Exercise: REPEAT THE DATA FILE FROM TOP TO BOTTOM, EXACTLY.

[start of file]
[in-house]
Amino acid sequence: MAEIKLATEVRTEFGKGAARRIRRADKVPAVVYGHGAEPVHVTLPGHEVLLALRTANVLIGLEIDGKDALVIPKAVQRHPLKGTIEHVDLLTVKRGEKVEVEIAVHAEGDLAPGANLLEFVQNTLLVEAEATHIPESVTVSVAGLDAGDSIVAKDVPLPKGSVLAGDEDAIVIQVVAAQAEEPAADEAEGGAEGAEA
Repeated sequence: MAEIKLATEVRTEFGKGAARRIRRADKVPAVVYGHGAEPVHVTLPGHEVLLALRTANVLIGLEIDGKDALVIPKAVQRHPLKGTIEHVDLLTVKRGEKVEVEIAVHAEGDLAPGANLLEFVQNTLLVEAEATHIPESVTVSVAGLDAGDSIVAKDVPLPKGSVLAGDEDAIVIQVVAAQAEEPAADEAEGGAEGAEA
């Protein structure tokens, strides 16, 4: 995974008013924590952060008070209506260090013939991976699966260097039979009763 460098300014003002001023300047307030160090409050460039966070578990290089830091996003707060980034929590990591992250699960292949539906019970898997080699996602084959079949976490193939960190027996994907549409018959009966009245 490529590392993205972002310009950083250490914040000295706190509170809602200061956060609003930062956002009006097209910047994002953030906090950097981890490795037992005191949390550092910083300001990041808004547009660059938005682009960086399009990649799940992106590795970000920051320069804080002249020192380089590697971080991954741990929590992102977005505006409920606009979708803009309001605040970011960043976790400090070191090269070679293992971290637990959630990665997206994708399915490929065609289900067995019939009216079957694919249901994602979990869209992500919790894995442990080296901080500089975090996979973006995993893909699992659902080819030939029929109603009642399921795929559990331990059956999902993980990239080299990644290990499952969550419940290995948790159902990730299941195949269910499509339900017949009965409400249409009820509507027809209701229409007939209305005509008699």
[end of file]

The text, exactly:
[in-house]
Amino acid sequence: MAEIKLATEVRTEFGKGAARRIRRADKVPAVVYGHGAEPVHVTLPGHEVLLALRTANVLIGLEIDGKDALVIPKAVQRHPLKGTIEHVDLLTVKRGEKVEVEIAVHAEGDLAPGANLLEFVQNTLLVEAEATHIPESVTVSVAGLDAGDSIVAKDVPLPKGSVLAGDEDAIVIQVVAAQAEEPAADEAEGGAEGAEA
Repeated sequence: MAEIKLATEVRTEFGKGAARRIRRADKVPAVVYGHGAEPVHVTLPGHEVLLALRTANVLIGLEIDGKDALVIPKAVQRHPLKGTIEHVDLLTVKRGEKVEVEIAVHAEGDLAPGANLLEFVQNTLLVEAEATHIPESVTVSVAGLDAGDSIVAKDVPLPKGSVLAGDEDAIVIQVVAAQAEEPAADEAEGGAEGAEA
């Protein structure tokens, strides 16, 4: 995974008013924590952060008070209506260090013939991976699966260097039979009763 460098300014003002001023300047307030160090409050460039966070578990290089830091996003707060980034929590990591992250699960292949539906019970898997080699996602084959079949976490193939960190027996994907549409018959009966009245 490529590392993205972002310009950083250490914040000295706190509170809602200061956060609003930062956002009006097209910047994002953030906090950097981890490795037992005191949390550092910083300001990041808004547009660059938005682009960086399009990649799940992106590795970000920051320069804080002249020192380089590697971080991954741990929590992102977005505006409920606009979708803009309001605040970011960043976790400090070191090269070679293992971290637990959630990665997206994708399915490929065609289900067995019939009216079957694919249901994602979990869209992500919790894995442990080296901080500089975090996979973006995993893909699992659902080819030939029929109603009642399921795929559990331990059956999902993980990239080299990644290990499952969550419940290995948790159902990730299941195949269910499509339900017949009965409400249409009820509507027809209701229409007939209305005509008699």